The town of Baykonur and surrounding areas in Kyzylorda Oblast, and the town of Gvardeysk near Almaty are also closed to foreigners.
Most of the popular tourist areas in Kazakhstan – Medeu, Shymbulak, Big Almaty Lake, Charyn Canyon, Alakol Lake, Monakhov Gorge, and other locations within 25 kilometers of a border – now fall in so called “closed” zones.
While visitors to popular tourist sites within these zones are not required to obtain special permission from immigration authorities, visitors to these sites should bring personal identification in the event they are requested to present it to local authorities.
Those wishing to visit other areas within these zones should check with local authorities to ensure that no prior permission is required.
Entering With Your Kazakhstan Visa
Now, when you go into the country, you’re going to have to register. Your entry information may say something about 90 days. THIS DOES NOT MEAN YOU CAN STAY 90 DAYS.
Again, if you’re staying over 30 days YOU NEED A VISA.
If you don’t acquire any visa beforehand (hint: if you didn’t pay $160 or more), then you can’t stay for more than 30 days, no matter what the paper you get seems to say. This is what makes many people get confused.
If you do so and try to leave on day 31, you may or may not run into trouble. If you leave on day 90, you more than likely will.
The great news?
A Kazakh Visa Is CHEAP
It’s $160 to get a single entry visa to Kazakhstan (I repeat what I said earlier: make sure to double check, as prices can always change, and what I paid might no longer be the norm). The funny thing is that it’s the same price for a double-entry visa, albeit it has to be within three months.
It’s also $160 for a triple entry visa, for three months.
Oh… and it’s $160 for a ten year visa. Multiple entries. Again, that’s TEN years – but as we saw already, you are not allowed to spend more than 30 continuous days in the country.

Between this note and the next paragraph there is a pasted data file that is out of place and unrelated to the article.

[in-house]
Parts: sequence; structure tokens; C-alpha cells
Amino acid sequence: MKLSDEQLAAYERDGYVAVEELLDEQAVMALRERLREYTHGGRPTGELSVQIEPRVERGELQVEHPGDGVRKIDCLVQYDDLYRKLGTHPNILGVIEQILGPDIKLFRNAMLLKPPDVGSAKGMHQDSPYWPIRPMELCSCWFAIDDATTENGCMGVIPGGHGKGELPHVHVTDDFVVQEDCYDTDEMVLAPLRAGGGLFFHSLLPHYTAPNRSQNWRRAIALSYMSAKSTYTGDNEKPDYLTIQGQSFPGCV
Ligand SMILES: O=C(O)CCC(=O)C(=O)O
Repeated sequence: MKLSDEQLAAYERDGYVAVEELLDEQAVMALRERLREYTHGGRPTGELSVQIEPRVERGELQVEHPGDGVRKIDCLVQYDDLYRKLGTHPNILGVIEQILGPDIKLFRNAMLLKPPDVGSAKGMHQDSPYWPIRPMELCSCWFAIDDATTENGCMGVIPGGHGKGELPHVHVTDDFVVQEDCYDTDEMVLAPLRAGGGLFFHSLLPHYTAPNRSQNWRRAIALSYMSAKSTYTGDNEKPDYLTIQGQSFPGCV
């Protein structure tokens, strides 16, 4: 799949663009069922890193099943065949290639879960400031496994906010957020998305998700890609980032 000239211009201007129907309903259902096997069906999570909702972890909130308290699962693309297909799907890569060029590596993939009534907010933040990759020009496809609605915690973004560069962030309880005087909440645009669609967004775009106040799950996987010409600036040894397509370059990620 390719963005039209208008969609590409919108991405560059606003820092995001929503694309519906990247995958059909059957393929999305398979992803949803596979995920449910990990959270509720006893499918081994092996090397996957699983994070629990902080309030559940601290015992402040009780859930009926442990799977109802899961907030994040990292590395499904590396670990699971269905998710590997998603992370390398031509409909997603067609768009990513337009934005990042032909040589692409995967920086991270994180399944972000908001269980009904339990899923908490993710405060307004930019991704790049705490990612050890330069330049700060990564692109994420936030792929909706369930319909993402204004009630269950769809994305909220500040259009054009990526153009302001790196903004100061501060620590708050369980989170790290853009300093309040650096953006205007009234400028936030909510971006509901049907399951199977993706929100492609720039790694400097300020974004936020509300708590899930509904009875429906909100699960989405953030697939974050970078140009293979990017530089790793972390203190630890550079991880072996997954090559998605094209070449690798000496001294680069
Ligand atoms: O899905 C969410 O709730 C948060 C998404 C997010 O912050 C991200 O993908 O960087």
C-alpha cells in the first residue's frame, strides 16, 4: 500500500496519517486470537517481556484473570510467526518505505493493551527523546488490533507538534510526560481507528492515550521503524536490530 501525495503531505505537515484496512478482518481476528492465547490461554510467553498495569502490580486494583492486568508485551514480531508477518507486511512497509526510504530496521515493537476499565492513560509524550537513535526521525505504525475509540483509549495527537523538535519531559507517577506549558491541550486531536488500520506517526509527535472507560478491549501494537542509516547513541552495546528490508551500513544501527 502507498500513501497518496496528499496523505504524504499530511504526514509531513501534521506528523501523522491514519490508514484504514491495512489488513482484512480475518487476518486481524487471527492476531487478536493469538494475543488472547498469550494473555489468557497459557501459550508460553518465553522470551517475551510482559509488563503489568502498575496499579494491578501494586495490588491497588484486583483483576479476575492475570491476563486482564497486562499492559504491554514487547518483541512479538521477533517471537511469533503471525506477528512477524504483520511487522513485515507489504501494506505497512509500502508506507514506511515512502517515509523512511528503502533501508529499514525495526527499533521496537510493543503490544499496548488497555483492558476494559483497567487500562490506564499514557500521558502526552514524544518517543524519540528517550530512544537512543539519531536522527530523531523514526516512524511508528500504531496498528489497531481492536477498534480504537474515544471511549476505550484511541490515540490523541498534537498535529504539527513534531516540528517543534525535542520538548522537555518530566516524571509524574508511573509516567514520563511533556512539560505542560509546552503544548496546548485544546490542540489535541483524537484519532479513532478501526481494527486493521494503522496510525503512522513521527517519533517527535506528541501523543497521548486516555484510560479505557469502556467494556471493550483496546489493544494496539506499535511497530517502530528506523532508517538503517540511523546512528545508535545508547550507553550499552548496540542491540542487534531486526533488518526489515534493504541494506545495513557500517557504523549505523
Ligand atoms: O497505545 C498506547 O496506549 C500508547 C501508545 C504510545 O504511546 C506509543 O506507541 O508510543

There’s no special application, you just need to mark it on your visa application itself. Read the instructions on the visa application page carefully if you need further clarification.
It makes zero sense whatsoever to apply for a single-visit visa when you’ve got the option to come back multiple times, with no hassle, for the same fee.
More than likely, if you’re holding a US passport, you’re going to get approved for this without many questions (if any) asked.
This means you can come and visit your Kazakh buddies as much as you want and not have to worry about visas in the future. For the same fee. It’s a no brainer!
Kazakhstan is still one of the most off the grid and underrated places in the entire world. As I’ve said before here on LAA, the girls are a beautiful blend of the Soviet beauty and the skin of Asians. It’s the best of both worlds.
On top of it, the language is interesting, the cities vast, and it’s a great stopover point between Asia and Europe. If you get your Kazakhstan visa, you’ve unlocked a great part of the world, at a great price. I promise, you won’t regret it.
If you’ve got questions regarding the visa process or anything Kazakhstan, leave them in the comments below and I’ll make sure to try and answer them as well as I can.